Another historian named Kelly Denton-Borhaug touches on perhaps the more psychological or sociological elements of American soldiers’ service in World War II than, say, Ray H. Abrams. This might be because Denton-Borhaug’s commentary is far removed from the war by over half a century. She has the privilege of writing from a broader perspective after more time has passed for World War II to be thought of and written about. Abrams did not have that advantage because he was writing about religion and war almost immediately after World War II. So, he simply did not have the time to dwell on and develop his commentary that Denton-Borhaug did. She describes military identity’s culture that perpetuates unit cohesion through an idea called “communal ecstasy.” She also compares religion and war by likening martyrs’ willingness to sacrifice themselves for their faith to soldiers’ willingness to sacrifice themselves for their country. Building on this concept, she even suggests that self-sacrifice could be seen as nationalistic or patriotic, offering a justification for many American Protestants’ service in the war. But what Denton-Borhaug probably most importantly contributes to my own investigation is her definition of religion. By claiming that religion is not just about doctrines or dogmas, or even faith for that matter, it is apparent that religion can also even serve the needs of individuals and society. To reiterate, religion did not use people in this specific case; rather, people used religion. So, this can help to explain why many American Protestants could comfortably and proudly serve in the war without feeling like they were compromising their Christian values.
While this online digital history certainly does not attempt to pass off solely as a scholarly contribution to theology, it is nevertheless important to define what I mean when I frequently refer to “religion”—a vague term open to myriad interpretations—throughout my investigation. Therefore, I will reference Kelly Denton-Borhaug’s multifaceted definition of religion in my analysis due to its wide applicability with the several veterans whose thoughts and experiences I examine in the ultimate dilemma of religion and war. That is, according to Denton-Borhaug:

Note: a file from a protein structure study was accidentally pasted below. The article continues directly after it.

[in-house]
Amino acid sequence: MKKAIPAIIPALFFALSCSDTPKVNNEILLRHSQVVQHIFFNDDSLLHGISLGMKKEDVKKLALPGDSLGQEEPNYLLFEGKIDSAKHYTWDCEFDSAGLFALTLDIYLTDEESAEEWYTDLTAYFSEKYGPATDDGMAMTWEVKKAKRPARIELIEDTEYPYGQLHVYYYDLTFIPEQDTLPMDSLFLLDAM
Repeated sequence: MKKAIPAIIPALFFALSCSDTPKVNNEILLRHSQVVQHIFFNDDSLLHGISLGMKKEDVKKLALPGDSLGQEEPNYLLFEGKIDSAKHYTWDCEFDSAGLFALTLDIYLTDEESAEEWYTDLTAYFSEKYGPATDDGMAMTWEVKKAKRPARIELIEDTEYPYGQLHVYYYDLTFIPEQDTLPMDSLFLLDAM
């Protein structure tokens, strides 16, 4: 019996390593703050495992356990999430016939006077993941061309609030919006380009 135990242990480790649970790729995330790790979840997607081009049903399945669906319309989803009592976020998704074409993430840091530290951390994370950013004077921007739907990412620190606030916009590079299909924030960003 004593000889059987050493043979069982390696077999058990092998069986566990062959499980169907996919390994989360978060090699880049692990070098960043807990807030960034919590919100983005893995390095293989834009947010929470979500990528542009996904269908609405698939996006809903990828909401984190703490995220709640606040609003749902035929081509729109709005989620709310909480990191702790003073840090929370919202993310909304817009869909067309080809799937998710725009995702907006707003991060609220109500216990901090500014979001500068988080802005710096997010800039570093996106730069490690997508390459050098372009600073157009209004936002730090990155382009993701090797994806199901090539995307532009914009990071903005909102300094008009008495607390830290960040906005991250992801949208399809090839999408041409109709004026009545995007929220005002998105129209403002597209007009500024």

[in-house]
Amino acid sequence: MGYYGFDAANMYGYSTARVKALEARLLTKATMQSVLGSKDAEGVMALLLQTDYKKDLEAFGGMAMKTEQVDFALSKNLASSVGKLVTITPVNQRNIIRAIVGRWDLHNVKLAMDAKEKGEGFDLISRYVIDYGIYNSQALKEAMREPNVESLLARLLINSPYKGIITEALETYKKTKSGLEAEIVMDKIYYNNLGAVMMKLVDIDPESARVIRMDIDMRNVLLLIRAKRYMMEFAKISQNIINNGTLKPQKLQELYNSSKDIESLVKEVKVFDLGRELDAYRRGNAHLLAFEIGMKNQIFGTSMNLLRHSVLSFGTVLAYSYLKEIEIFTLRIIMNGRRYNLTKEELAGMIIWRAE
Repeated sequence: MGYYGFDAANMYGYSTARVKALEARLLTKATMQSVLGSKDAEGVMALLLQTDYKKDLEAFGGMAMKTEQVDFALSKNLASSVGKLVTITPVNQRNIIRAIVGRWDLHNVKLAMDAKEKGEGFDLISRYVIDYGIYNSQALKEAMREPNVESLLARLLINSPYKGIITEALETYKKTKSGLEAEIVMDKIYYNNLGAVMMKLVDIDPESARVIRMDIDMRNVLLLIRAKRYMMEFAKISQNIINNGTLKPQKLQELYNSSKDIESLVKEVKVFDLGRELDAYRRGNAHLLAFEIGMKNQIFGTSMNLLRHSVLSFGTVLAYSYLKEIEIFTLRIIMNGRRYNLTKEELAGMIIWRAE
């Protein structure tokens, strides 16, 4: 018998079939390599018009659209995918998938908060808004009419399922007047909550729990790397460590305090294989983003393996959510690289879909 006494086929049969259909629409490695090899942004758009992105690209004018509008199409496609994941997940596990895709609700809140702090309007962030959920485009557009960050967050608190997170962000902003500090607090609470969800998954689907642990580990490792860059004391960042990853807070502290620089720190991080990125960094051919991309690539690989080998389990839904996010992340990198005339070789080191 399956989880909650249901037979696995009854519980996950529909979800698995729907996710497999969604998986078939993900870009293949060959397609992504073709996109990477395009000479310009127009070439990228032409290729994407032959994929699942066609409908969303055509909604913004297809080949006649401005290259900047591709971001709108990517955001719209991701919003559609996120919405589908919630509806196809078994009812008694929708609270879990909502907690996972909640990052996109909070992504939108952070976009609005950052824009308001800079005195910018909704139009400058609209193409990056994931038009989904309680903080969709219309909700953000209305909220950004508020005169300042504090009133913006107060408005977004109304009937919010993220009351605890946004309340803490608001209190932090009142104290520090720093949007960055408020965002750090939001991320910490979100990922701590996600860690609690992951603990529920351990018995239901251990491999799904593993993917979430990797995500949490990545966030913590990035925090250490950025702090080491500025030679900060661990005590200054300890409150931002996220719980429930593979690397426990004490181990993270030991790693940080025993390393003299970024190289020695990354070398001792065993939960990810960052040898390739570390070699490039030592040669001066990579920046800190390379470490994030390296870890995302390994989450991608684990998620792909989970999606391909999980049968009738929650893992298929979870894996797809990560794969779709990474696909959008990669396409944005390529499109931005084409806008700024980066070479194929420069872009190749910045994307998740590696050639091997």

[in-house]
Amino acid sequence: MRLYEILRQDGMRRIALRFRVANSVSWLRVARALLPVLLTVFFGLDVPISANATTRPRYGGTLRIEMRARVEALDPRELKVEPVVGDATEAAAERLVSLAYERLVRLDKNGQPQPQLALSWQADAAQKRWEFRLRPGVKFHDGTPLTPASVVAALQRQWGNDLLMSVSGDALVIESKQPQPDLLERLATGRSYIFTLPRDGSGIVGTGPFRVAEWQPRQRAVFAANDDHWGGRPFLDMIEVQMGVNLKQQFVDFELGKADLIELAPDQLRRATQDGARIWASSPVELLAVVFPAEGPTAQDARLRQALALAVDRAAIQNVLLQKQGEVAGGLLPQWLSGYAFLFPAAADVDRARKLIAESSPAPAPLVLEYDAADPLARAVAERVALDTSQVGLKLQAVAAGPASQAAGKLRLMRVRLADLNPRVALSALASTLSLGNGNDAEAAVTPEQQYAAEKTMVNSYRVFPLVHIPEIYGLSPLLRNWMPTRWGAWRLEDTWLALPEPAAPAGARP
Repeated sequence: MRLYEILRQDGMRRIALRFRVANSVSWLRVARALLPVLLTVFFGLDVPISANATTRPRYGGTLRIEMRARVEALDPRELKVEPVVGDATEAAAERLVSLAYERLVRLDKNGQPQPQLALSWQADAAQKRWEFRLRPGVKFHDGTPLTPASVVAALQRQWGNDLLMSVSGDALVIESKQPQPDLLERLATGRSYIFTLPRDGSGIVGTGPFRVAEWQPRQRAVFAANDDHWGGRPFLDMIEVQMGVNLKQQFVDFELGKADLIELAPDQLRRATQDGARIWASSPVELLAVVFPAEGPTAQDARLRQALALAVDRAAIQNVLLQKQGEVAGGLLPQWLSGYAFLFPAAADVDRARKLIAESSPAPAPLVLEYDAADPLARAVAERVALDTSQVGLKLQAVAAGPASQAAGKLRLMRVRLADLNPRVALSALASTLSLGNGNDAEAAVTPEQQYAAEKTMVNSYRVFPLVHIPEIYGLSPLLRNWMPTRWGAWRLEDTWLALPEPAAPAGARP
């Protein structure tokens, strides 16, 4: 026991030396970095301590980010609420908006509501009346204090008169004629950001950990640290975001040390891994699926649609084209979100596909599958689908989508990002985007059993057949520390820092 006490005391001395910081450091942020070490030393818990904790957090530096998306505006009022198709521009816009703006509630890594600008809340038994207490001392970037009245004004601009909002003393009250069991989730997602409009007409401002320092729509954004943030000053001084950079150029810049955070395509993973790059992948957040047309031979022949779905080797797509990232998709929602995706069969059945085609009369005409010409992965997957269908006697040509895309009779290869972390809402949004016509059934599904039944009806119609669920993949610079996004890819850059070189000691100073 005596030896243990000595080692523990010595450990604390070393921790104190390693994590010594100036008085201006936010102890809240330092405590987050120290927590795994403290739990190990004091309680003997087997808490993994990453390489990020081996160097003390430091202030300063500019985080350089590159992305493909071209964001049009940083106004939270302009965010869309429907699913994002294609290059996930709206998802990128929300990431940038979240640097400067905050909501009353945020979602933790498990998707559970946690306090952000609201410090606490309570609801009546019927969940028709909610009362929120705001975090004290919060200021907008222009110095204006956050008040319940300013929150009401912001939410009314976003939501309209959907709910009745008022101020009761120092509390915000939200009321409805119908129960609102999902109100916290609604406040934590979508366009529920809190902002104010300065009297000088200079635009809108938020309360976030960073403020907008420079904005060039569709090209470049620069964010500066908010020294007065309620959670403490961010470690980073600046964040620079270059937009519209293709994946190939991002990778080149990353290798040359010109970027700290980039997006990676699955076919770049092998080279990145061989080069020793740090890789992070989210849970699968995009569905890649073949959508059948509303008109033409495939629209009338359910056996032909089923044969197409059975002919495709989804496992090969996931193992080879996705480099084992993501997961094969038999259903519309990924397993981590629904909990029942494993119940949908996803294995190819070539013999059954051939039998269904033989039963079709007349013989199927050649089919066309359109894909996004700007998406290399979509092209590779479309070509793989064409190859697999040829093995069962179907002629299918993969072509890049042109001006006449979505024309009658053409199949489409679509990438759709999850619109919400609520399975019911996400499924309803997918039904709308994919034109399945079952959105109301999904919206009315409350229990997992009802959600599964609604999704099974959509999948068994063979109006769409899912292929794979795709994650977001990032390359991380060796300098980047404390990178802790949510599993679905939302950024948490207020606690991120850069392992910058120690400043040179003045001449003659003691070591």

"Functionalist definitions of religion emphasize the following: 1) religion services social functions that provide experiences of community; 2) religion provides existential functions that help people claim identity, meaning and purpose; and 3) religion makes possible transcendent functions through which people experience the numinous.”¹
Taking all of these scholars’ opinions into account, I understand that the dilemma that tore American Protestant veterans between religion and war was complex enough that they tried to resolve it in their own unique ways. Maybe they relied on their religion’s centrality to their identity, as Denton-Borhaug asserts, during the hardships of the war. Maybe they made sense of their participation in a deadly conflict by, ironically, the fact that they were men of God, as both Abrams and Singer point out. Denton-Borhaug suggests that maybe they even found a sense of meaning and purpose through salvation after bearing the war’s depravity.
¹ Kelly Denton-Borhaug, U.S. War-culture, Sacrifice, and Salvation (Oakville, CT: Equinox Pub., 2011), 129-130.